For the reason the Venice Biennale kicked off last week, I want to share one of my favourite pieces ever exhibited in the long history of the biennale.
The Venice Biennale presents since 1893 pavilions in which artists represent their nation. Once the utopian and naïve concept was used for the Biennale: they used art as the ideal representation of national identities. This was soon infiltrated by national politics where the exhibited art is used to serve the self-interest of the countries.
One of the pavilions is particularly interesting: the German pavilion. It characterises the current architecture on German pavilion as a typical Fascist architecture of Italy and Third Reich Germany. This design was an effect of a 1938 reconstruction, which was an expression of Hitler’s deployment of art as a self-representation of the Third Reich and vehicle for political promotion. The 1938 neoclassical makeover was carried out by Munich architect Ernst Haiger, who was closely linked to the Nazi regime.
Surprisingly, the pavilion was not removed after the Second World War. The only minor adjustments of the exterior were the removal of the German Reich eagle and the swastika. After WWII, the pavilion was used to represent West Germany and was used as a tool to demonstrate national values. German art critic Walter Grasskamp contradicts that West Germany tried to represent a part of Germany which was able to resist Nazism while it did not exhibit fled artists or Jewish artists.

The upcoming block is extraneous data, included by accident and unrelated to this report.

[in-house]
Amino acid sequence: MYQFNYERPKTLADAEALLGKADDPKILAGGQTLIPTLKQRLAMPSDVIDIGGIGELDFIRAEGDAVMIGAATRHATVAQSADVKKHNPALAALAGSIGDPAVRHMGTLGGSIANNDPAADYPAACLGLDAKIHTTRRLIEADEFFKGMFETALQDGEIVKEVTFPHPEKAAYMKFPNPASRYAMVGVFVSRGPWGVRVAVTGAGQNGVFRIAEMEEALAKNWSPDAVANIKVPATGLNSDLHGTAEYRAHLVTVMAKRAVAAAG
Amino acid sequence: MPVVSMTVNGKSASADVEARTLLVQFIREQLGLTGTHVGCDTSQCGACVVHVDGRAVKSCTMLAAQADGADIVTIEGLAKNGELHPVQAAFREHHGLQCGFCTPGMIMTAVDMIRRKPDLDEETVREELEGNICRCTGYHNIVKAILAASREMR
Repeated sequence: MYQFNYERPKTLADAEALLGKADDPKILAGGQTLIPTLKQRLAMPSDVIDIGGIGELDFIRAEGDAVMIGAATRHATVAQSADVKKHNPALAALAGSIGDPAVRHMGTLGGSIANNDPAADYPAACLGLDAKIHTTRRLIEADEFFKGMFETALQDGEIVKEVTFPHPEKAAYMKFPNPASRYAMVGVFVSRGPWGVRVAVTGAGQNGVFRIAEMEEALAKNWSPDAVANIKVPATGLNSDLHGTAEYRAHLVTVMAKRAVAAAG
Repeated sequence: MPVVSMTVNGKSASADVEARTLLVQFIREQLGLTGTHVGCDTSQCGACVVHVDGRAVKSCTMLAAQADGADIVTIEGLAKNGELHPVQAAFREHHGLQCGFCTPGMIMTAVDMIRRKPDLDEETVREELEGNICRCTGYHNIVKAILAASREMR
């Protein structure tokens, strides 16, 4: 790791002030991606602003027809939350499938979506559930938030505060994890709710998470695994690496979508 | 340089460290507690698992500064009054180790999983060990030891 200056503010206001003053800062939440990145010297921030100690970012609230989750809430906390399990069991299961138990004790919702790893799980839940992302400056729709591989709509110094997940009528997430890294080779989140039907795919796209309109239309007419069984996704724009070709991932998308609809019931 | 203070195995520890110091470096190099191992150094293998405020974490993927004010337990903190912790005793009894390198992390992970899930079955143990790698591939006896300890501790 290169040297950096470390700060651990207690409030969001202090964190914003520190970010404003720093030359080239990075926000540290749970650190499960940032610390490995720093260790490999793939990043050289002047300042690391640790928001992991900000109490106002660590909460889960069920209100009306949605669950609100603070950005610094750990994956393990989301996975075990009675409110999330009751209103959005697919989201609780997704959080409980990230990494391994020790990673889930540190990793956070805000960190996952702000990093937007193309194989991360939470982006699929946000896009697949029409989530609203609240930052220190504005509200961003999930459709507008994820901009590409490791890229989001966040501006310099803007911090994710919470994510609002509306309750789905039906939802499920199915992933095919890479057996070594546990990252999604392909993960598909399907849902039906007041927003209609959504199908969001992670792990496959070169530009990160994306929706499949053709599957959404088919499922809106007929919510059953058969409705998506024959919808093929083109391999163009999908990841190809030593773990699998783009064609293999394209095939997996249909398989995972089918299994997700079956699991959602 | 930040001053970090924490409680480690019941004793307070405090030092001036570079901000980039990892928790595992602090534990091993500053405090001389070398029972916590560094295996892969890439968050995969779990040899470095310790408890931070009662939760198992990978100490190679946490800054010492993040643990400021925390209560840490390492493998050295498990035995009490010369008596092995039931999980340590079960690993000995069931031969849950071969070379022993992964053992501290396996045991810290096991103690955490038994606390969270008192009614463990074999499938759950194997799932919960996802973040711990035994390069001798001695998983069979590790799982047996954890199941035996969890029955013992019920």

Altogether, the pavilion is heavily charged with political complexities. Now let me turn to one of my favourite artists: Hans Haacke (one of his other works is mentioned in Fraser’s critique of institutional critique). Haacke has carried out several subversive and canny art projects, which were able to show underlying politico- cultural and economic power structures in art. Haacke is neither afraid to show sponsor’s influence on the autonomy of art nor the national socialist history of Germany.
When Haacke was asked to represent Germany at the 1993 Venice Biennale, he decided to subvert the whole building. He scattered the marble floor and showed the once honourable used “Germania” sign outside. As a side note: the names of the countries the pavilion is representing is written in Italian but this was also the name Hitler had decided to be the new name for Berlin if they would have won the war. Haacke placed one Deutschmark coin at the place were once the eagle with the swastika was shown. He revealed so many disguised histories and thereby questioned everything embodied in the building. It is very interesting that the only thing Haacke does is honestly and straightforwardly showing information that is mostly, purposely or not, neglected. In Grasskamp’s words: “it is the local and general dissonances in the relationship between art, the economy and political representation.”
The information I used for this blog is extracted from Walter Grasskamp’s No-Man’s Land 1993.